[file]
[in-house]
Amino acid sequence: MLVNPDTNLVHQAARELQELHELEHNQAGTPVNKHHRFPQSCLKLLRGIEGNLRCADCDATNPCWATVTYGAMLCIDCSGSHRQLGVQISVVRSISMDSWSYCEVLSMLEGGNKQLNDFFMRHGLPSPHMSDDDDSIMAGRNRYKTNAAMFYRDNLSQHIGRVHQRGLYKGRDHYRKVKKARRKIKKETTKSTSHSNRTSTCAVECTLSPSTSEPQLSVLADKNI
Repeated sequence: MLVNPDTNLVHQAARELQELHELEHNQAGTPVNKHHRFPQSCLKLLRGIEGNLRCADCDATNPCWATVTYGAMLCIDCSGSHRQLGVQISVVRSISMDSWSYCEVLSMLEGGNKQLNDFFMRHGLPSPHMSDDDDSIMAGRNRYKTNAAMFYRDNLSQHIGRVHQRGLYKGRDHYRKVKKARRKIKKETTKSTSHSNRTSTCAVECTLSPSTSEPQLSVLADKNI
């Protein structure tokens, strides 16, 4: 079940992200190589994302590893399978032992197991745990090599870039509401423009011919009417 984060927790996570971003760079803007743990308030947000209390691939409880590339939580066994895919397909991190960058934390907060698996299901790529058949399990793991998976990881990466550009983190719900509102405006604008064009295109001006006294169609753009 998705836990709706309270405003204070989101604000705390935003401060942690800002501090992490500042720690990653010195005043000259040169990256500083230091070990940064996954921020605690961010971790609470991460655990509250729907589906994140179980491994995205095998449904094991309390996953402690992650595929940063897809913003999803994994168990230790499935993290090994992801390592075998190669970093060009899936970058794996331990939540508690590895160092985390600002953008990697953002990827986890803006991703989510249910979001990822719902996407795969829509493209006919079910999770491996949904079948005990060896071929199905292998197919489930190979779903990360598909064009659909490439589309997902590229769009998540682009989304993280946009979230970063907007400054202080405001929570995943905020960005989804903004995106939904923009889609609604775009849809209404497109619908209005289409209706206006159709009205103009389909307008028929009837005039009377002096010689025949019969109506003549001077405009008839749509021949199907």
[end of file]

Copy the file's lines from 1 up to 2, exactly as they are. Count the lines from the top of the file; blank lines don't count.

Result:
[in-house]
Amino acid sequence: MLVNPDTNLVHQAARELQELHELEHNQAGTPVNKHHRFPQSCLKLLRGIEGNLRCADCDATNPCWATVTYGAMLCIDCSGSHRQLGVQISVVRSISMDSWSYCEVLSMLEGGNKQLNDFFMRHGLPSPHMSDDDDSIMAGRNRYKTNAAMFYRDNLSQHIGRVHQRGLYKGRDHYRKVKKARRKIKKETTKSTSHSNRTSTCAVECTLSPSTSEPQLSVLADKNI